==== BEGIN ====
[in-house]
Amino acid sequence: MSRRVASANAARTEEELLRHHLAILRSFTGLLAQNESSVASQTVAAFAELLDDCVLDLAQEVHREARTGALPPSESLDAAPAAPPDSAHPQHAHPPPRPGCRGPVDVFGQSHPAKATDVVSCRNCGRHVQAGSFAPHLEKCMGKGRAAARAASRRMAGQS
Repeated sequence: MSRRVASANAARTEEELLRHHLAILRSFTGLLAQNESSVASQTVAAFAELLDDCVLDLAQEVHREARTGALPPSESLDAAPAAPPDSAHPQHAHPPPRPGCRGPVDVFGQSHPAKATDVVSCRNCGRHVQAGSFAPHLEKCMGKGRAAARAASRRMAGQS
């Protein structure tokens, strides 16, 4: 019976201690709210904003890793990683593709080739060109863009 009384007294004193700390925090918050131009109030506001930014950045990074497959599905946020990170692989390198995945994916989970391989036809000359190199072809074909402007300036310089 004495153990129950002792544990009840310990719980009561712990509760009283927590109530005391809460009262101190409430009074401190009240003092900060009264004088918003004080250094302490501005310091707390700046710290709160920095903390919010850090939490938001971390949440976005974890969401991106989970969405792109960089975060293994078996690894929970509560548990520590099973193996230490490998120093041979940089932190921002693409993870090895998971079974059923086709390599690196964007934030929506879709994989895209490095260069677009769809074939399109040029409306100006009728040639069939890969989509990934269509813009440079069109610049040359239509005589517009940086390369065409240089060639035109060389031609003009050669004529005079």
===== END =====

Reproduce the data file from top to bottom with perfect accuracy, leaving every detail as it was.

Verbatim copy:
[in-house]
Amino acid sequence: MSRRVASANAARTEEELLRHHLAILRSFTGLLAQNESSVASQTVAAFAELLDDCVLDLAQEVHREARTGALPPSESLDAAPAAPPDSAHPQHAHPPPRPGCRGPVDVFGQSHPAKATDVVSCRNCGRHVQAGSFAPHLEKCMGKGRAAARAASRRMAGQS
Repeated sequence: MSRRVASANAARTEEELLRHHLAILRSFTGLLAQNESSVASQTVAAFAELLDDCVLDLAQEVHREARTGALPPSESLDAAPAAPPDSAHPQHAHPPPRPGCRGPVDVFGQSHPAKATDVVSCRNCGRHVQAGSFAPHLEKCMGKGRAAARAASRRMAGQS
């Protein structure tokens, strides 16, 4: 019976201690709210904003890793990683593709080739060109863009 009384007294004193700390925090918050131009109030506001930014950045990074497959599905946020990170692989390198995945994916989970391989036809000359190199072809074909402007300036310089 004495153990129950002792544990009840310990719980009561712990509760009283927590109530005391809460009262101190409430009074401190009240003092900060009264004088918003004080250094302490501005310091707390700046710290709160920095903390919010850090939490938001971390949440976005974890969401991106989970969405792109960089975060293994078996690894929970509560548990520590099973193996230490490998120093041979940089932190921002693409993870090895998971079974059923086709390599690196964007934030929506879709994989895209490095260069677009769809074939399109040029409306100006009728040639069939890969989509990934269509813009440079069109610049040359239509005589517009940086390369065409240089060639035109060389031609003009050669004529005079």